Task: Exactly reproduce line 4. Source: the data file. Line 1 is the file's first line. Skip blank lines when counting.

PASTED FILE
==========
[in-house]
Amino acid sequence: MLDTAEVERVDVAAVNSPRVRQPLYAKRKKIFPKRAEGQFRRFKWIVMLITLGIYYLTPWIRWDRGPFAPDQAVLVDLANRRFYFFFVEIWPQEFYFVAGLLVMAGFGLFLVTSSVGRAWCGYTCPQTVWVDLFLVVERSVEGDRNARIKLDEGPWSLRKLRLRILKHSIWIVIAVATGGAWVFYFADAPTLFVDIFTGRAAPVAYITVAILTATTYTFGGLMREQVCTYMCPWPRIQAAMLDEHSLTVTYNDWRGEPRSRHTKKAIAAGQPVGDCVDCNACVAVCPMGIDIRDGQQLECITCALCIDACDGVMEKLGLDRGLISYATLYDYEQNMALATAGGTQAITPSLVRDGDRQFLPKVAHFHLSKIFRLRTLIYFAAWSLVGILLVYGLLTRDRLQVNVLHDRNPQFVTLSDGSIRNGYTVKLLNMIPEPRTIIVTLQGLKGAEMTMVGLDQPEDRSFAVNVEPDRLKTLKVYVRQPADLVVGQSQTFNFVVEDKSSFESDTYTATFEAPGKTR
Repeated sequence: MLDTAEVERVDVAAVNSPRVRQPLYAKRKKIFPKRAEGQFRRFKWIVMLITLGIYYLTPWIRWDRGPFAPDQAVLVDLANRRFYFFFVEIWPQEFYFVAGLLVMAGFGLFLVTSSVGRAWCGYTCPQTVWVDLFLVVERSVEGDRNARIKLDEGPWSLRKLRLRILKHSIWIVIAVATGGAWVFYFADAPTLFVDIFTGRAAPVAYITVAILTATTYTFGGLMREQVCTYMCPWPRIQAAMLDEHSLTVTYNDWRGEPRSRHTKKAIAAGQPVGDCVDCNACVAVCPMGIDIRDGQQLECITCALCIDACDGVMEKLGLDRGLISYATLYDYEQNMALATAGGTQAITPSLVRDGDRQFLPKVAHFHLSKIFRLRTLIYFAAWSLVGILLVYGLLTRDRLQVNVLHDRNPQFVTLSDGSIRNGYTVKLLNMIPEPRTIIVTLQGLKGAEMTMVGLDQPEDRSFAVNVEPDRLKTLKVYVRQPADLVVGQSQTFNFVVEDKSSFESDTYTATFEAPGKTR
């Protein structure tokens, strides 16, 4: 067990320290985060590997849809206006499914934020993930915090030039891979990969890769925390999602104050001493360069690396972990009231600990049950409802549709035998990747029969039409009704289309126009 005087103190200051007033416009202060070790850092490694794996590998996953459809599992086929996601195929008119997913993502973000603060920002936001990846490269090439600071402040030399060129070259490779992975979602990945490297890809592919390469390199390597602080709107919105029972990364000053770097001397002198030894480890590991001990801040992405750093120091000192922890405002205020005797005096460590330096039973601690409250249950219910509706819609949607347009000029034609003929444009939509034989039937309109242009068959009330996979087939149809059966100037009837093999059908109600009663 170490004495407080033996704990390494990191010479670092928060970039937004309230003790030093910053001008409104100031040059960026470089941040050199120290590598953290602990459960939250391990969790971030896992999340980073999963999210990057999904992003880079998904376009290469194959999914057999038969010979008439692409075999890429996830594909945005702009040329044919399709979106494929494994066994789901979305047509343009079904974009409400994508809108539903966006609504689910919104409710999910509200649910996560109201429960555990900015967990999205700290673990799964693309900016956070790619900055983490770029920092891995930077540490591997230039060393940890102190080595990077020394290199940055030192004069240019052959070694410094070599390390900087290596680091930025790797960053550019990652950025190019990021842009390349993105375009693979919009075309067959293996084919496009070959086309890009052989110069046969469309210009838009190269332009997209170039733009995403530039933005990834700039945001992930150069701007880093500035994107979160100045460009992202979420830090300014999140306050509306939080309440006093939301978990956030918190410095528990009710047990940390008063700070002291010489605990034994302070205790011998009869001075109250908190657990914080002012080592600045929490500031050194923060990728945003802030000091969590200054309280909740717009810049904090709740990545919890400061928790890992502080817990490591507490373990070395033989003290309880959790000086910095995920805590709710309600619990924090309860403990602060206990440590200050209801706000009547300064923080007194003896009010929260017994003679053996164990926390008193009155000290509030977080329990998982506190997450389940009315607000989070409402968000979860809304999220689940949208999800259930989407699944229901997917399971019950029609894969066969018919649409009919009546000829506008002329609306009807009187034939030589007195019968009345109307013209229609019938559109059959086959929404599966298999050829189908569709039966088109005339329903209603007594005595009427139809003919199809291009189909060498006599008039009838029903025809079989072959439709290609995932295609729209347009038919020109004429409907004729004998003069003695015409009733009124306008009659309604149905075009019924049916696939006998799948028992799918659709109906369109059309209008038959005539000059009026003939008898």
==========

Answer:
């Protein structure tokens, strides 16, 4: 067990320290985060590997849809206006499914934020993930915090030039891979990969890769925390999602104050001493360069690396972990009231600990049950409802549709035998990747029969039409009704289309126009 005087103190200051007033416009202060070790850092490694794996590998996953459809599992086929996601195929008119997913993502973000603060920002936001990846490269090439600071402040030399060129070259490779992975979602990945490297890809592919390469390199390597602080709107919105029972990364000053770097001397002198030894480890590991001990801040992405750093120091000192922890405002205020005797005096460590330096039973601690409250249950219910509706819609949607347009000029034609003929444009939509034989039937309109242009068959009330996979087939149809059966100037009837093999059908109600009663 170490004495407080033996704990390494990191010479670092928060970039937004309230003790030093910053001008409104100031040059960026470089941040050199120290590598953290602990459960939250391990969790971030896992999340980073999963999210990057999904992003880079998904376009290469194959999914057999038969010979008439692409075999890429996830594909945005702009040329044919399709979106494929494994066994789901979305047509343009079904974009409400994508809108539903966006609504689910919104409710999910509200649910996560109201429960555990900015967990999205700290673990799964693309900016956070790619900055983490770029920092891995930077540490591997230039060393940890102190080595990077020394290199940055030192004069240019052959070694410094070599390390900087290596680091930025790797960053550019990652950025190019990021842009390349993105375009693979919009075309067959293996084919496009070959086309890009052989110069046969469309210009838009190269332009997209170039733009995403530039933005990834700039945001992930150069701007880093500035994107979160100045460009992202979420830090300014999140306050509306939080309440006093939301978990956030918190410095528990009710047990940390008063700070002291010489605990034994302070205790011998009869001075109250908190657990914080002012080592600045929490500031050194923060990728945003802030000091969590200054309280909740717009810049904090709740990545919890400061928790890992502080817990490591507490373990070395033989003290309880959790000086910095995920805590709710309600619990924090309860403990602060206990440590200050209801706000009547300064923080007194003896009010929260017994003679053996164990926390008193009155000290509030977080329990998982506190997450389940009315607000989070409402968000979860809304999220689940949208999800259930989407699944229901997917399971019950029609894969066969018919649409009919009546000829506008002329609306009807009187034939030589007195019968009345109307013209229609019938559109059959086959929404599966298999050829189908569709039966088109005339329903209603007594005595009427139809003919199809291009189909060498006599008039009838029903025809079989072959439709290609995932295609729209347009038919020109004429409907004729004998003069003695015409009733009124306008009659309604149905075009019924049916696939006998799948028992799918659709109906369109059309209008038959005539000059009026003939008898």